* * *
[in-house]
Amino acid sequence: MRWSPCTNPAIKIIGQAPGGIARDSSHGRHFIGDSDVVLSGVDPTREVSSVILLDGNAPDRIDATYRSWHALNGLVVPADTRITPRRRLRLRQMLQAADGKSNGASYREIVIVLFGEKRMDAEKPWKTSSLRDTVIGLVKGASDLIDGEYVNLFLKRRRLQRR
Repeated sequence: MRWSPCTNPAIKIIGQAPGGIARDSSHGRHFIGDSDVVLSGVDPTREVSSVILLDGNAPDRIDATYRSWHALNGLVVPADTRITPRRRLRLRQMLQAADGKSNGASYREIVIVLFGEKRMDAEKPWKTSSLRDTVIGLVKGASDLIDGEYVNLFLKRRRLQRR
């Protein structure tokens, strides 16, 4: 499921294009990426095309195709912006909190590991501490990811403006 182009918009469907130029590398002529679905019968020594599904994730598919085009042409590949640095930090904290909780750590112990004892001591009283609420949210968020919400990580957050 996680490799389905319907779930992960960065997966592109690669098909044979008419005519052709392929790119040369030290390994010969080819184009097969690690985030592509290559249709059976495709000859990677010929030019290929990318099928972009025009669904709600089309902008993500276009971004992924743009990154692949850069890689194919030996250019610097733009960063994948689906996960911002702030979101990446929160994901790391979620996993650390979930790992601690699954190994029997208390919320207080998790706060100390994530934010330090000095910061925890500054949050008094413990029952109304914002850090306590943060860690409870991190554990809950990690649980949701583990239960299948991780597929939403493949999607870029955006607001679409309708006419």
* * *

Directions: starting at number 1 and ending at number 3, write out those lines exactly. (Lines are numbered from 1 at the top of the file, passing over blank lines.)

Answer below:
[in-house]
Amino acid sequence: MRWSPCTNPAIKIIGQAPGGIARDSSHGRHFIGDSDVVLSGVDPTREVSSVILLDGNAPDRIDATYRSWHALNGLVVPADTRITPRRRLRLRQMLQAADGKSNGASYREIVIVLFGEKRMDAEKPWKTSSLRDTVIGLVKGASDLIDGEYVNLFLKRRRLQRR
Repeated sequence: MRWSPCTNPAIKIIGQAPGGIARDSSHGRHFIGDSDVVLSGVDPTREVSSVILLDGNAPDRIDATYRSWHALNGLVVPADTRITPRRRLRLRQMLQAADGKSNGASYREIVIVLFGEKRMDAEKPWKTSSLRDTVIGLVKGASDLIDGEYVNLFLKRRRLQRR